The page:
The Greeks of the Achaian League began to have quarrels among themselves, and when the Romans interfered a fierce spirit broke out, and they wanted to have their old freedom, forgetting how entirely unable they were to stand against the power of the Romans. Caius Caecilius Metellus, a man of one of the best and most gracious Roman families, was patient with them and did his best to pacify them, being most unwilling to ruin the noble old historical cities; but these foolish Greeks fancied that his kindness showed weakness, and forced on the war, sending a troop to guard the pass of Thermopylae, but they were swept away. Unfortunately, Metellus had to go out of office, and Lucius Mummius, a fierce, rude, and ignorant soldier, came in his stead to complete the conquest. Corinth was taken, utterly ruined and plundered throughout, and a huge amount of treasure was sent to Rome, as well as pictures and statues famed all over the world. Mummius was very much laughed at for having been told they must be carried in his triumph; and yet, not understanding their beauty, he told the sailors to whose charge they were given, that if they were lost, new ones must be supplied. However, he was an honest man, who did not help himself out of the plunder, as far too many were doing. After that, Achaia was made a Roman province.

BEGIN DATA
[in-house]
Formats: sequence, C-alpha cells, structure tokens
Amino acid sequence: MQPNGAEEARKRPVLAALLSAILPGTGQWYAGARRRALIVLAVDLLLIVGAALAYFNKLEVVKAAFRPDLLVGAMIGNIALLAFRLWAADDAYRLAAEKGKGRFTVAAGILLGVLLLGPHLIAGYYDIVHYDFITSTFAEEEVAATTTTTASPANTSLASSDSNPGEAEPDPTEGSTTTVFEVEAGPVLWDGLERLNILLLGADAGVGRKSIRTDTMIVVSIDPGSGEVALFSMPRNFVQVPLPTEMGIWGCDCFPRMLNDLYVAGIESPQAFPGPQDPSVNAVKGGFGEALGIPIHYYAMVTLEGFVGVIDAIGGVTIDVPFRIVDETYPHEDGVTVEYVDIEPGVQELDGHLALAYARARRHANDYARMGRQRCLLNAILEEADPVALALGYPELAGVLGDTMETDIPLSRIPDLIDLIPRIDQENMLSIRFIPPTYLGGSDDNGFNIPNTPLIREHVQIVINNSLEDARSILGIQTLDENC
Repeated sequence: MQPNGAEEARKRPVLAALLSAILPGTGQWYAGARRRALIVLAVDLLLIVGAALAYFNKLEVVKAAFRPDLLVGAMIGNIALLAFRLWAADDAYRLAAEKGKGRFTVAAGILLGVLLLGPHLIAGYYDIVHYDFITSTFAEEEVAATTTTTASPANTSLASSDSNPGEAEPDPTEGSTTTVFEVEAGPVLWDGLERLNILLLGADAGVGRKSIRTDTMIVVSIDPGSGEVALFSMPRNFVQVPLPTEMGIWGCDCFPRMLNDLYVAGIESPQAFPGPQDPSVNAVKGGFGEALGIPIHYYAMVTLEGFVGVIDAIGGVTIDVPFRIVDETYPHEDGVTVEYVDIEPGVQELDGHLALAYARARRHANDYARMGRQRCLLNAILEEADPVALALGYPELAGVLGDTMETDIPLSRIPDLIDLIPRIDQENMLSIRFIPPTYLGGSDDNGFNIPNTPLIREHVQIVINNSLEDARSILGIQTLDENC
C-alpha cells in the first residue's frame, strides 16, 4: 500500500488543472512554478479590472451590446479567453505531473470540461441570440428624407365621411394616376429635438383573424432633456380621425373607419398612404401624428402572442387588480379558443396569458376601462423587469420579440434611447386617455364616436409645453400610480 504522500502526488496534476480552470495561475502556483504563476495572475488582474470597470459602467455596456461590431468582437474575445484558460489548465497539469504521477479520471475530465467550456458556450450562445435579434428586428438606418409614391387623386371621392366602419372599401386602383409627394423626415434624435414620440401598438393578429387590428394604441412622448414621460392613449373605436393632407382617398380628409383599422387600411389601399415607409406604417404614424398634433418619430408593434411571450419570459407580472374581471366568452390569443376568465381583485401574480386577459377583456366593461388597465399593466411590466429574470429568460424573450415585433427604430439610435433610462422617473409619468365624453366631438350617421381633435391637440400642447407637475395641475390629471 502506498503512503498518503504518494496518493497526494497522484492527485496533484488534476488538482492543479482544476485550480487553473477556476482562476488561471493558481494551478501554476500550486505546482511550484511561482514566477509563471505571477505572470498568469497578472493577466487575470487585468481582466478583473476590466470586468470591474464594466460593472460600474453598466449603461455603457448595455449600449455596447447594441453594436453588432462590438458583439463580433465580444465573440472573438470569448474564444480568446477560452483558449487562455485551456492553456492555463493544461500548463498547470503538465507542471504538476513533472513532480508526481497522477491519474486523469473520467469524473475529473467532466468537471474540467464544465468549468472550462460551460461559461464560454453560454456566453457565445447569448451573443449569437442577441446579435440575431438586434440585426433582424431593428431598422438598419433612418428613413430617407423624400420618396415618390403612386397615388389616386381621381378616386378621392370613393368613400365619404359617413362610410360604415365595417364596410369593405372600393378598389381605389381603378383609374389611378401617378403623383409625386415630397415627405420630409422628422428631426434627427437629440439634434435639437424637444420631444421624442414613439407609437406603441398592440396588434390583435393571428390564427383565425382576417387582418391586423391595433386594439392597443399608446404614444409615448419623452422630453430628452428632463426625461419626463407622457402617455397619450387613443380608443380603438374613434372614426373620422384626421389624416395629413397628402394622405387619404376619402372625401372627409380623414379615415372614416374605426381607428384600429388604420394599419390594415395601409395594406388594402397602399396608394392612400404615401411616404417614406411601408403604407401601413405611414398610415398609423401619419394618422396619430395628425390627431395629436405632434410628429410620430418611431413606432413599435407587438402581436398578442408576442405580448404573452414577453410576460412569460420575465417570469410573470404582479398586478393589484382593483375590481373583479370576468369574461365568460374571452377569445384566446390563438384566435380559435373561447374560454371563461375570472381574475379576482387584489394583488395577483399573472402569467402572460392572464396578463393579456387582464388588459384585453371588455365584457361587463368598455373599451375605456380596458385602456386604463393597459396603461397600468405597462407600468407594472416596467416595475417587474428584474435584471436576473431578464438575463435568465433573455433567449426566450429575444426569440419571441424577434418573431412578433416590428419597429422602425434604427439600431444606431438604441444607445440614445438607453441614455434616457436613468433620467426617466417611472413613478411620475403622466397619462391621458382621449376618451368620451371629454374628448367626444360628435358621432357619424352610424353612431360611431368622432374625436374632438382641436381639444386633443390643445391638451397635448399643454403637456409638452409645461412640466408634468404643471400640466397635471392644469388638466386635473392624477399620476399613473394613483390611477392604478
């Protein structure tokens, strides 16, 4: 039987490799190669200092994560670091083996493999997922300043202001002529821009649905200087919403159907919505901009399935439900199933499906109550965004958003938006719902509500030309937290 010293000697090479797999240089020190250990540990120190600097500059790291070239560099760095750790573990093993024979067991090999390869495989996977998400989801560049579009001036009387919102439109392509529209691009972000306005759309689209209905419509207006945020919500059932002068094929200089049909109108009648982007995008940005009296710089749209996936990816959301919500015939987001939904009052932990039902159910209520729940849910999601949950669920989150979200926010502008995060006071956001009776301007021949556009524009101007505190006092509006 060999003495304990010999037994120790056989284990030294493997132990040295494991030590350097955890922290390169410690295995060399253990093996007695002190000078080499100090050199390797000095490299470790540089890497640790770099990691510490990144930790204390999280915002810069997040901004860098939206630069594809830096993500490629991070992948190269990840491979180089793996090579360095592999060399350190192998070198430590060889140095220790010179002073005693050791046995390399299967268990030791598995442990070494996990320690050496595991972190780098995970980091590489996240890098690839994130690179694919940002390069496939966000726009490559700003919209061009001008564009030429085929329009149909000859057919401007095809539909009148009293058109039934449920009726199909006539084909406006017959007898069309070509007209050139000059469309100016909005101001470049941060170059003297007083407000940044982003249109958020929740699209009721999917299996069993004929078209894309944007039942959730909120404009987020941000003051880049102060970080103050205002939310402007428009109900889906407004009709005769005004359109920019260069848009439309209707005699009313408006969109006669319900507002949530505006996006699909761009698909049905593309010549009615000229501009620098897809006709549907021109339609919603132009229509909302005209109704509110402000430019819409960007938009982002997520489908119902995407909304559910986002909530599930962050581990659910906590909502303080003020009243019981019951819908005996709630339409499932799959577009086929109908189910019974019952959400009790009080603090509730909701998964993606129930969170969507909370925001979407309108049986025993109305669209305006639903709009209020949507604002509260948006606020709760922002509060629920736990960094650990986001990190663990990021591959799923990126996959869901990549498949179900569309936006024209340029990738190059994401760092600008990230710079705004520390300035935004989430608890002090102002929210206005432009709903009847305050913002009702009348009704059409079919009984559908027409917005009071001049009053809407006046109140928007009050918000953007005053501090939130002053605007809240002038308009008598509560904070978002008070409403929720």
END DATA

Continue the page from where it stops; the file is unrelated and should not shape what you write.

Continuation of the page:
At this time the third and last Punic war was going on. The old Moorish king, Massinissa, had been continually tormenting Carthage ever since she had been weak, and declaring that Phoenician strangers had no business in Africa. The Carthaginians, who had no means of defending themselves, complained; but the Romans would not listen, hoping, perhaps, that they would be goaded at last into attacking the Moor, and thus giving a pretext for a war. Old Marcus Porcius Cato, who was sent on a message to Carthage, came back declaring that it was not safe to let so mighty a city of enemies stand so near. He brought back a branch of figs fresh and good, which he showed the Senate in proof of how near she was, and ended each sentence with saying, “Delenda est Carthago” (Carthage is to be wiped out). He died that same year at ninety years old, having spent most of his life in making a staunch resistance to the easy and luxurious fashions that were coming in with wealth and refinement. One of his sayings always deserves to be remembered. When he was opposing a law giving permission to the ladies to wear gold and purple, he said they would all be vying with one another, and that the poor would be ashamed of not making as good an appearance as the rich. “And,” said he, “she who blushes for doing what she ought, will soon cease to blush for doing what she ought not.”